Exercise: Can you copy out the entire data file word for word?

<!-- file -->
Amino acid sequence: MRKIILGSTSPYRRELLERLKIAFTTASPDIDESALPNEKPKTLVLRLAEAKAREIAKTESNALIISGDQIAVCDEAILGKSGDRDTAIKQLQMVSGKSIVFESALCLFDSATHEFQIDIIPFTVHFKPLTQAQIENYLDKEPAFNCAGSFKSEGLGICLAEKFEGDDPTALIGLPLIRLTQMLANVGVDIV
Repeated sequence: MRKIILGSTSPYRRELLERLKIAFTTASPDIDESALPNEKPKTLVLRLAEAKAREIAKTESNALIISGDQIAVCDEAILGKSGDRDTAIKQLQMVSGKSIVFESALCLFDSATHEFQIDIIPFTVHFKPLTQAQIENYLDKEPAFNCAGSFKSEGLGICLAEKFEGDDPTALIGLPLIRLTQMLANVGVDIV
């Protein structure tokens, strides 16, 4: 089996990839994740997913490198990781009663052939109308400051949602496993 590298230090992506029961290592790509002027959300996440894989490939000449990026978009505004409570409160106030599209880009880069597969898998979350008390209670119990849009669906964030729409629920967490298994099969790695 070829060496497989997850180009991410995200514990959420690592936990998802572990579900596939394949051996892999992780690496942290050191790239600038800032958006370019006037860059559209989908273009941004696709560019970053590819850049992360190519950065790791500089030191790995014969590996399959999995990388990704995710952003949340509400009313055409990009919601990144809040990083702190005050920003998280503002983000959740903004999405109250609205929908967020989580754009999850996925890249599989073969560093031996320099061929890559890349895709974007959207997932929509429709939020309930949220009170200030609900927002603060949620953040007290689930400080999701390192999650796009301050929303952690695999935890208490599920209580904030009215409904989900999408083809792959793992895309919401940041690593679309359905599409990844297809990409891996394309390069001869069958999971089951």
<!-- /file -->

Amino acid sequence: MRKIILGSTSPYRRELLERLKIAFTTASPDIDESALPNEKPKTLVLRLAEAKAREIAKTESNALIISGDQIAVCDEAILGKSGDRDTAIKQLQMVSGKSIVFESALCLFDSATHEFQIDIIPFTVHFKPLTQAQIENYLDKEPAFNCAGSFKSEGLGICLAEKFEGDDPTALIGLPLIRLTQMLANVGVDIV
Repeated sequence: MRKIILGSTSPYRRELLERLKIAFTTASPDIDESALPNEKPKTLVLRLAEAKAREIAKTESNALIISGDQIAVCDEAILGKSGDRDTAIKQLQMVSGKSIVFESALCLFDSATHEFQIDIIPFTVHFKPLTQAQIENYLDKEPAFNCAGSFKSEGLGICLAEKFEGDDPTALIGLPLIRLTQMLANVGVDIV
């Protein structure tokens, strides 16, 4: 089996990839994740997913490198990781009663052939109308400051949602496993 590298230090992506029961290592790509002027959300996440894989490939000449990026978009505004409570409160106030599209880009880069597969898998979350008390209670119990849009669906964030729409629920967490298994099969790695 070829060496497989997850180009991410995200514990959420690592936990998802572990579900596939394949051996892999992780690496942290050191790239600038800032958006370019006037860059559209989908273009941004696709560019970053590819850049992360190519950065790791500089030191790995014969590996399959999995990388990704995710952003949340509400009313055409990009919601990144809040990083702190005050920003998280503002983000959740903004999405109250609205929908967020989580754009999850996925890249599989073969560093031996320099061929890559890349895709974007959207997932929509429709939020309930949220009170200030609900927002603060949620953040007290689930400080999701390192999650796009301050929303952690695999935890208490599920209580904030009215409904989900999408083809792959793992895309919401940041690593679309359905599409990844297809990409891996394309390069001869069958999971089951």